Alright Star Trek fans, we’ve officially hit the final episode of CBS’s Star Trek: Discovery season one and here were my initial thoughts:

I tend to appreciate television for what it is. It’s not always great, but everything has its place and at least a little merit. I also like to hold out for a show, just in case it decides to surprise me. It doesn’t always happen, but I certainly love when it does…usually. With the last episode of Star Trek: Discovery’s first season, I was surprised, but not in the way I generally expect.

We started the season with a decent bang. In general, I like the show a lot and I commend the writers and actors for bringing the universe back to life. There was action, drama, tense moments…and then it tapered off into a pretty bland cycle of events. We worked back up to, and even exceeded, that initial excitement with the mirror-world segment of the season – which was all quite excellent in my opinion – but drastically lost momentum again when the crew returned home…and continued to lose it all the way into the final episode! I mean, really? I’m fairly certain that this is the most action-less season finale I have ever seen and that is not the kind of surprise I like.

Before I share the rest of my thoughts (because they’ve changed slightly as I cooled down), here’s a breakdown of this week’s episode, “Will You Take My Hand?”

We open with Burnham telling a story about fear, which seemingly ends with the question, “Once I know, how do I defeat it?” This segment sets up nicely for the U.S.S. Discovery’s bleak situation – the ship’s crew are the last hope against the Klingons and (albeit, unknowingly) are being captained by a racist, elitist wearing the face of someone they love. Because Saru and Burnham know the truth, the tension on the bridge is palpable. And mirror-world Georgiou makes it worse by being short with her crew, calling the Klingons animals, and making reference to eating Kelpiens in front of everyone. Saru’s assessment that “she does not embody Federation ideals,” is spot on. It’s the Federation that put her in a position of power, however, so there’s little he and Burnham can do other than follower her orders.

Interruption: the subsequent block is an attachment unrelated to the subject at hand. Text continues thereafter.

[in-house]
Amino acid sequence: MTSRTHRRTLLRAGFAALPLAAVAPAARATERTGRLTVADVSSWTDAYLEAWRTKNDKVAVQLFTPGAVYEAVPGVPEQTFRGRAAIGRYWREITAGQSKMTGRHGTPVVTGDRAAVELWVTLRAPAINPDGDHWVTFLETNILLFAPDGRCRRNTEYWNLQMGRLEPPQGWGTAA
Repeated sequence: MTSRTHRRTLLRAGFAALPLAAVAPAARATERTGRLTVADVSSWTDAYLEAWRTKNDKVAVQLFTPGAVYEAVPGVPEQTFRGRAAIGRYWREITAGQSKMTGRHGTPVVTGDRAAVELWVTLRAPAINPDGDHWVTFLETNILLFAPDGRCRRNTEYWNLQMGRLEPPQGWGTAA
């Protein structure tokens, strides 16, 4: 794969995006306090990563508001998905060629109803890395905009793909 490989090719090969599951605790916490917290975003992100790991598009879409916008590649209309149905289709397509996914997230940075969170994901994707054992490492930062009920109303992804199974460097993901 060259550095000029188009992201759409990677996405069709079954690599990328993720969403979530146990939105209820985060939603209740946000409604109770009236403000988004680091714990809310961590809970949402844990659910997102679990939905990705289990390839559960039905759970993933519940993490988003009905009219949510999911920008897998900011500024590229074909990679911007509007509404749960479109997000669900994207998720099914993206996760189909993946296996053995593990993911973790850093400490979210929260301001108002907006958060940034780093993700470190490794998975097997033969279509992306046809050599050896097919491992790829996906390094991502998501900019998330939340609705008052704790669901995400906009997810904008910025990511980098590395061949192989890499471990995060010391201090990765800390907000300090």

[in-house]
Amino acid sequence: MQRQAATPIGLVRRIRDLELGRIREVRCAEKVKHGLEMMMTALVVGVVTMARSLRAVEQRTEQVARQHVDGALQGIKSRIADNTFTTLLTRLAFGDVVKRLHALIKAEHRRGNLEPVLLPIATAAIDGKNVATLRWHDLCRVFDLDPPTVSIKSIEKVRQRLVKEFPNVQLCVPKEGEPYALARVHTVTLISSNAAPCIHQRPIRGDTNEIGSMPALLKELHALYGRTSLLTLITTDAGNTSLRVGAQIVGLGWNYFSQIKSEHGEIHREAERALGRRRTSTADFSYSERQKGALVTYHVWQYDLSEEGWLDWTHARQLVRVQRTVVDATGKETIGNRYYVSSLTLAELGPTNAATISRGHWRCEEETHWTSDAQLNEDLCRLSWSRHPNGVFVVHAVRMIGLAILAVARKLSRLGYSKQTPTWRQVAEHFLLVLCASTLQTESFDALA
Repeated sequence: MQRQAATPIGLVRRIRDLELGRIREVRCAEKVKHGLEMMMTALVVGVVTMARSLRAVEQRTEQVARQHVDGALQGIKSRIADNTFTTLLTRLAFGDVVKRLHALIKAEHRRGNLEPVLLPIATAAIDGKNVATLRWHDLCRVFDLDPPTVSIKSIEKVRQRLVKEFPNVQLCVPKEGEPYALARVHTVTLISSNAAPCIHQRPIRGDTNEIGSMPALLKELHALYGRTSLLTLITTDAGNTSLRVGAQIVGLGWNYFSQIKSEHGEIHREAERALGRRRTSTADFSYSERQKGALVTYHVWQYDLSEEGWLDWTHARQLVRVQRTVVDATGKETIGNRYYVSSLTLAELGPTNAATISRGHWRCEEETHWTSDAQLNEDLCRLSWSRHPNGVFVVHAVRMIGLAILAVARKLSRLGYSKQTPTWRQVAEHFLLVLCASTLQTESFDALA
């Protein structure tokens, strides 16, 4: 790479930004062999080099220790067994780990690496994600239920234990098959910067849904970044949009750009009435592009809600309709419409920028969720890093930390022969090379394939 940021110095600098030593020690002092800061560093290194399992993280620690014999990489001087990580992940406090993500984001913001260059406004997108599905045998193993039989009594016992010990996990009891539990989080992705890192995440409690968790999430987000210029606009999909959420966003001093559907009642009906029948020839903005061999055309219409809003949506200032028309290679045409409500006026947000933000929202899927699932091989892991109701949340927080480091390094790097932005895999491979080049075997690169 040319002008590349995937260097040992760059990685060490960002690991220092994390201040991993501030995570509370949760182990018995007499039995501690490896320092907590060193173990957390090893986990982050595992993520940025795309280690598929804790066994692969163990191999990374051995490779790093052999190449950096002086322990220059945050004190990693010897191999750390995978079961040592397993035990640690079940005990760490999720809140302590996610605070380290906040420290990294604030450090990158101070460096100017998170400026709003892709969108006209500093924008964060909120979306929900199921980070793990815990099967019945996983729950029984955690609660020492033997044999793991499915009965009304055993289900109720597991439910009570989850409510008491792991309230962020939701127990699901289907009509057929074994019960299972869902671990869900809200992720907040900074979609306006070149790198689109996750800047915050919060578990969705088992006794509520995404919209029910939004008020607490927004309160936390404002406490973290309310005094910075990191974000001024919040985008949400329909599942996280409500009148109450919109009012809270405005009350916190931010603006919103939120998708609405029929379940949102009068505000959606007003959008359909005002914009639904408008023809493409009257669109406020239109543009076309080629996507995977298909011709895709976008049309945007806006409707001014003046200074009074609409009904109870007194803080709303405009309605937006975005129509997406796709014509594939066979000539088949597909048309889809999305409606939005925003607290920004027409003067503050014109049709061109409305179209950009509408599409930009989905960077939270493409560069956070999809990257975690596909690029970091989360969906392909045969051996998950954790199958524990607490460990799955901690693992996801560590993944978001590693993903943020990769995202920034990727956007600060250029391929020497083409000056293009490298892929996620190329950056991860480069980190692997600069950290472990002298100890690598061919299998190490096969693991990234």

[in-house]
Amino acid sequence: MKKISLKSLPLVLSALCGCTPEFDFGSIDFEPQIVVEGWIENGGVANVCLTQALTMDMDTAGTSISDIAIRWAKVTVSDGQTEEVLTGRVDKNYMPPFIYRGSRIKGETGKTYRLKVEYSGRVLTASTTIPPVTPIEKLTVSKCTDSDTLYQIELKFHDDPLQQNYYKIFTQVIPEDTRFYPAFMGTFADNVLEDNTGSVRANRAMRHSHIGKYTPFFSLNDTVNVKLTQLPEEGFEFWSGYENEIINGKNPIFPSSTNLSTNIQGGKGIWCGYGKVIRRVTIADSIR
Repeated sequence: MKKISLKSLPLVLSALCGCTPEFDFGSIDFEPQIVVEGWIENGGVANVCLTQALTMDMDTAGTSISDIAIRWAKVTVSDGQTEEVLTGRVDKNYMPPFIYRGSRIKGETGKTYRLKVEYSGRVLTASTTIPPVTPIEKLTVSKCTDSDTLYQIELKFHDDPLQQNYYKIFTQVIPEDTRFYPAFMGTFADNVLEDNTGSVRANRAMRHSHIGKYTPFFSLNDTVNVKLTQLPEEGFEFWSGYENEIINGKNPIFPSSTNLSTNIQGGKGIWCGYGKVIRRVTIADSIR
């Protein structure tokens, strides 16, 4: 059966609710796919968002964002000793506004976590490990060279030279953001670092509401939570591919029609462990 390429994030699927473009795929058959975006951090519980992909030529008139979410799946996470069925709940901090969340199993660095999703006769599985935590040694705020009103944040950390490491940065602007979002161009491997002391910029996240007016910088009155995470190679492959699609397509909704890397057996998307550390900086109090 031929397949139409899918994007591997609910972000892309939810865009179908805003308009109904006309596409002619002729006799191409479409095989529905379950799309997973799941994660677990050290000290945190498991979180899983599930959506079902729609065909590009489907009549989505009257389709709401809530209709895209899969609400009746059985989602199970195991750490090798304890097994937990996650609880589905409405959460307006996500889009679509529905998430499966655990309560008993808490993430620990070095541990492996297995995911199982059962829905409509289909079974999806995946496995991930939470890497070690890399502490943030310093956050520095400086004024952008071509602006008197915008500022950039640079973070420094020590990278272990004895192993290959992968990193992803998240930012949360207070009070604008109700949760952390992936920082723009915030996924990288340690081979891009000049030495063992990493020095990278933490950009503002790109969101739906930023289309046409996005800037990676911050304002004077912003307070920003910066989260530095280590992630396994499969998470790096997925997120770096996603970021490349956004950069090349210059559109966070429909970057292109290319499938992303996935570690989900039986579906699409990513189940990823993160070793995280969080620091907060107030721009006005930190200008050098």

Next, we get some interesting discussion between Georgiou and Burnham. Georgiou has apparently reviewed Starfleet records and has a few things she say about Burnham’s performance. “You instigate valiantly, then second guess,” she says, asserting that Burnham should have killed her captain, destroyed the Klingons, and been a hero instead of a war criminal.

Georgiou, however, has follow through and plans to see her task to its end in order to earn her freedom. While the U.S.S. Discovery can use the spore drive to hide in a cave on Qo’noS, they need to know where to release the mapping drone. For this information, Georgiou and Burnham confront the only Klingon on the ship. Obviously, L’Rell is less that inclined to help Starfleet attack her home world, so Georgiou beats the hell out of her until Burnham offers an alternative solution.

Tyler, with Voq’s memories to draw from, is a more willing assistant. He’s able to identify an ideal location for the drone, but doesn’t know how to get there. In the end, Georgiou adds both him and Tilly the the landing party.

Sidenote: The initial interaction between Georgiou and Tilly is hilarious! Georgiou tells Tilly that her curls “are hideous.” Tilly replies with, “I know,” before asking Burnham what is happening.

The jump to the cave is successful and the landing party of four beam to the planet’s surface. Posing as weapons smugglers, the group discreetly looks for someone capable of pointing them in the right direction. Georgiou eventually meanders into a bar and connects with a pair of prostitutes for a little fun…subtle much? She’s obviously up to something, but the gang lets her do her thing. Tilly waits in the bar while Tyler and Burnham continue the mission.